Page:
Mobilizing communities to prevent domestic violence involves engaging communities in supporting, developing, and implementing prevention strategies that target change in individuals, as well as in the community and society. Potential strategies include educating the community, building support among key stakeholders for prevention efforts, developing programs that strengthen social networks, organizing community groups to challenge social norms that contribute to the use of violence, and advocating for community accountability. Community mobilizing strategies hold the potential for transforming those social norms and structures that are the root causes of domestic violence. The cultivation of grassroots community leadership can enhance the long-term sustainability of violence prevention efforts.
Empirical research on the effectiveness of community mobilization strategies to prevent violence remains limited. Community mobilization strategies to prevent domestic violence are often grounded in public health prevention models, community organizing strategies, and/or strengths-based approaches. Several initiatives have resulted in useful models and informative case studies that practitioners can use and adapt. Some of the community mobilization initiatives include The Community Engagement Initiative, The Community Engagement Continuum, The ICP Model, The Spectrum of Prevention, The Delta Project and Men Stopping Violence (Bowen, Gwiasda, & Brown, 2004; CDC, n.d.; Cohen, Davis, & Graffunder, 2006; Douglas, Bathrick, & Perry, 2008; Kim, 2005; Mitchell-Clark & Autry, 2004).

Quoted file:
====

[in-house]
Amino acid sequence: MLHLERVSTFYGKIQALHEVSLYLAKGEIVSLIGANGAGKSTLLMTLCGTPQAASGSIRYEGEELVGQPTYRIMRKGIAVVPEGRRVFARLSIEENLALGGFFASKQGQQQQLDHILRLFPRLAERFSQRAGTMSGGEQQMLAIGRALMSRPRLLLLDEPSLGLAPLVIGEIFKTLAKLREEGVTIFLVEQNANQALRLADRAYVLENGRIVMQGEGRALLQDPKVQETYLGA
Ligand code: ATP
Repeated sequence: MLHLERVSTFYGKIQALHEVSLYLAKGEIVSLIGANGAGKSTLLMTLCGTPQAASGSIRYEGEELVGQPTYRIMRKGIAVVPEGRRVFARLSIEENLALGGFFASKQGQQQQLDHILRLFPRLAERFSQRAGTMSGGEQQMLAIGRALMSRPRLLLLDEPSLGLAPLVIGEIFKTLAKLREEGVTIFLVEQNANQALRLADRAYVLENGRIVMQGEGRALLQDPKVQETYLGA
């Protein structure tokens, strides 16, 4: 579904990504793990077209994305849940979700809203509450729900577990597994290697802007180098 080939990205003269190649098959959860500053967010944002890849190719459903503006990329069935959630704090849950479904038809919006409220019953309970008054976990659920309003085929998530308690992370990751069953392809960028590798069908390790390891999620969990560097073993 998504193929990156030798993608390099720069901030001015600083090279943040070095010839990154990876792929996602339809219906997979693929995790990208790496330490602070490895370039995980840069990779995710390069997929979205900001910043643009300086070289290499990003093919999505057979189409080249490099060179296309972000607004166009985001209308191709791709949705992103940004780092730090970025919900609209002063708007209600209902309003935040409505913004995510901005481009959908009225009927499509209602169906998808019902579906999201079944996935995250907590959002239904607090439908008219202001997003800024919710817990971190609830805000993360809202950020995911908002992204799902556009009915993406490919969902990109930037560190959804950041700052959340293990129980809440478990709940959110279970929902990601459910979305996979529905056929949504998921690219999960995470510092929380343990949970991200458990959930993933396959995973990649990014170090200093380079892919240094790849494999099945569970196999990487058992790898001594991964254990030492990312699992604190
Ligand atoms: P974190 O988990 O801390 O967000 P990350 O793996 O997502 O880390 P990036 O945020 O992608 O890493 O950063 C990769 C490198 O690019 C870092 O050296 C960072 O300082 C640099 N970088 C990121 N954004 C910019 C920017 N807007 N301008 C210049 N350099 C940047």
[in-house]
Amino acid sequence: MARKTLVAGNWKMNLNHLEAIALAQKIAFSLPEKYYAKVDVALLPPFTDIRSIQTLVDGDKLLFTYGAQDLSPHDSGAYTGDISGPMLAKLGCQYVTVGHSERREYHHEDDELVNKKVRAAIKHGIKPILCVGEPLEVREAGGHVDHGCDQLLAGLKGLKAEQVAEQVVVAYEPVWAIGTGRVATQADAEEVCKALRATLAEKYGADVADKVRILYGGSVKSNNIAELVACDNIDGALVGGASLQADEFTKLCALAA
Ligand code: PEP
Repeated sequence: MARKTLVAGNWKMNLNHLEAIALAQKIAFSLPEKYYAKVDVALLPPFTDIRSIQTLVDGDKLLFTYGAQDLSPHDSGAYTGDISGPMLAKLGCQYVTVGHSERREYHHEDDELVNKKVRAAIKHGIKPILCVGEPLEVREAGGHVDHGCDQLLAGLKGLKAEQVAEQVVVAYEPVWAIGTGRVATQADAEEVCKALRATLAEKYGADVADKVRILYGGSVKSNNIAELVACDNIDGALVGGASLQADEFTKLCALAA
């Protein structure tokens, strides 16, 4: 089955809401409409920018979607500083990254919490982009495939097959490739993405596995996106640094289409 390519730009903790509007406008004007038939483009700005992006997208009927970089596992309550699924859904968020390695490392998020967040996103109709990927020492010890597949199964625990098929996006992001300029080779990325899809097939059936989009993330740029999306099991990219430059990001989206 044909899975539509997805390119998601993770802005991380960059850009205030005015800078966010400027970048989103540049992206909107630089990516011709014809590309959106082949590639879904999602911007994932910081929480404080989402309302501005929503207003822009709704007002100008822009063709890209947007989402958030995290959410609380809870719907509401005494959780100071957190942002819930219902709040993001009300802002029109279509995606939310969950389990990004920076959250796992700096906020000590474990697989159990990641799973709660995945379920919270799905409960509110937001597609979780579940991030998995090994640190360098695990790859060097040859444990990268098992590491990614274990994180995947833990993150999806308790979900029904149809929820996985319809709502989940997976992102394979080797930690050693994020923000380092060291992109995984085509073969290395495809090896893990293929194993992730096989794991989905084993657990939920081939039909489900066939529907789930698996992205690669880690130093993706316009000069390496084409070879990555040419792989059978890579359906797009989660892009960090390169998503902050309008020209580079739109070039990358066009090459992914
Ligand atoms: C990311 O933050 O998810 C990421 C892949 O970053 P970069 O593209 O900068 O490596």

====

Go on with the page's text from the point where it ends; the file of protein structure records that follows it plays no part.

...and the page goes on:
Key themes have emerged across each of these models and in different types of communities. First, these models incorporate a social ecological perspective that views violence prevention as requiring multifaceted interventions that target change at many levels: individual, family, neighborhood, social institutions, community organizations, public policy, and cultural environment. Second, in order to create social change, it is critical to engage community members and develop leadership beyond formal institutions. It is important that initiatives carefully assess the capacity of the community to support and sustain the strategies being proposed and implemented. Third, efforts that emphasize strengthening community assets are important strengths based strategies. Fourth, such efforts should incorporate different forms of violence (i.e., child maltreatment, domestic violence, and community violence), making connections amongst them in terms of causes and solutions. Fifth, there is a paucity of evaluation data by which to understand the impact of these efforts which points to the need for a number of controlled studies to adequately judge their success.